During the month of July, the Church celebrates a variety of saints with feast days and memorials, honoring their unique contributions to the faith and reflecting upon their examples of holiness. From the apostles Thomas and James, to brave women like Maria Goretti and Kateri Tekakwitha, these saints each have something to teach us. Read about five saints we are celebrating this July and why you should know their stories.
July 1 – St. Junípero Serra
July 1 marks the Feast of St. Junípero Serra, who was canonized on September 23, 2015 at the Basilica. He was instrumental in introducing the Gospel to the Americas and protected the indigenous peoples there from Spanish colonizers. Even today, the imprint of St. Junípero’s ministry remains a prominent feature of California, where the 21 missions founded by him dot the coast – and many cities carry those same names as well: from Santa Barbara and Santa Clara to San Diego and San Luis Obispo.
It is estimated that over the course of his ministry, Junípero Serra baptized over 6,700 indigenous people and confirmed over 4,500. Despite suffering from a variety of medical conditions that often made traveling extremely uncomfortable, throughout his lifetime, he made many long journeys on foot, walking 1,700 miles in one trip! At the age of 70, Serra passed away at Mission San Carlos, where he was also buried.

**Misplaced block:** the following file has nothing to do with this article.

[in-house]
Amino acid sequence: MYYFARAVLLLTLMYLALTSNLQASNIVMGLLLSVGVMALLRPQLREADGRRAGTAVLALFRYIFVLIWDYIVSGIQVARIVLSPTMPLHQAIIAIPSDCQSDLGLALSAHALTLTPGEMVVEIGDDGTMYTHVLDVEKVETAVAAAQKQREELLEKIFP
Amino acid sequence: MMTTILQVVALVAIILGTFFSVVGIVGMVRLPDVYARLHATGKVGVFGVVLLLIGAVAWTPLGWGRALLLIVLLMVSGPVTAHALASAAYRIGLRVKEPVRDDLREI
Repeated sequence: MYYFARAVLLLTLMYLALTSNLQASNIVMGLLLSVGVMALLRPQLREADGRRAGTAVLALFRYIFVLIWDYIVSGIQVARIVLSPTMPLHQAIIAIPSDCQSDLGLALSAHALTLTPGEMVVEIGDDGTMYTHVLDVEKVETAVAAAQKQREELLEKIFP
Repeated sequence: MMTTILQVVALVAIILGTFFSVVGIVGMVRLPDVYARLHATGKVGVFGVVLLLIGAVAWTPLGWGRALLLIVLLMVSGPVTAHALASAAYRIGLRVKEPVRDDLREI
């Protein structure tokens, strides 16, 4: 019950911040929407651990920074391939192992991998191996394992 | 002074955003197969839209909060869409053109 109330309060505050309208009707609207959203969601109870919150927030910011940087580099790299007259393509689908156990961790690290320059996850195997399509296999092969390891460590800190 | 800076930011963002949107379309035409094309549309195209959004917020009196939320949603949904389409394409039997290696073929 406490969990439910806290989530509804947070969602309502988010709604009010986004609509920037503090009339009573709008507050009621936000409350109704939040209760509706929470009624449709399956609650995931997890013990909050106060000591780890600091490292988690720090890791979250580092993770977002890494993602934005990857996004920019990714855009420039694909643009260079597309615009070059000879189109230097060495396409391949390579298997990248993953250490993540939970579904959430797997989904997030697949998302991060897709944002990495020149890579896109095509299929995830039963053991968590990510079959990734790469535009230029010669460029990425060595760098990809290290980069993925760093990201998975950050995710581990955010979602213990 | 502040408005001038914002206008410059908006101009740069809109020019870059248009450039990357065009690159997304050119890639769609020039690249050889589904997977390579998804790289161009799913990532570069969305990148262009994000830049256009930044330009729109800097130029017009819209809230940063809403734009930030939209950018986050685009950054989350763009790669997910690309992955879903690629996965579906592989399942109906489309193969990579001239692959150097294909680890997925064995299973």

July 3 – St. Thomas
On July 3, the Church celebrates the Feast of St. Thomas the Apostle. Dubbed “Doubting Thomas” for his response to word of the resurrection, he demonstrated a fearless devotion to Christ that is often overshadowed by his demands for physical evidence.
Perhaps rather than define Thomas by his doubt, we can understand him as someone with an earnest spirit and inquiring mind. When Mary and Martha asked Jesus to come to Bethany to heal their sick brother, Lazarus, the disciples questioned the safety of the journey, as the people in the region had already attempted to stone Jesus on his previous visit. Thomas, however, insisted they accompany the Lord despite whatever hostility they might face, saying “Let us go, that we may die with him.” Thomas acknowledged the grim realities of their situation while still faithfully and bravely moving forward.
The last Gospel narrative where Saint Thomas is featured is perhaps the most well-known. When Jesus rose from the dead, he appeared to all the disciples except Thomas. Why Thomas was not among them remains unclear, but they shared with Thomas what they had seen. Without physical evidence, however, Thomas refused to believe that Jesus had come back. It wasn’t until he had touched the wounds in Jesus’ side that he truly believed in the resurrection. Saint Thomas is featured in the Basilica in the Mary Memorial Altar and the Eastern Buttress of the South Entrance.
July 6 – St. Maria Goretti
Born in poverty in Corinaldo, Italy, on October 16, 1890, Maria Goretti displayed trust in God from a young age. Though she was unable to go to school, she was blessed with a loving family that raised her in the faith. When her father died of malaria, she bravely held to God’s promise of provision, often telling her mother, “Mother, be brave, God will help us.”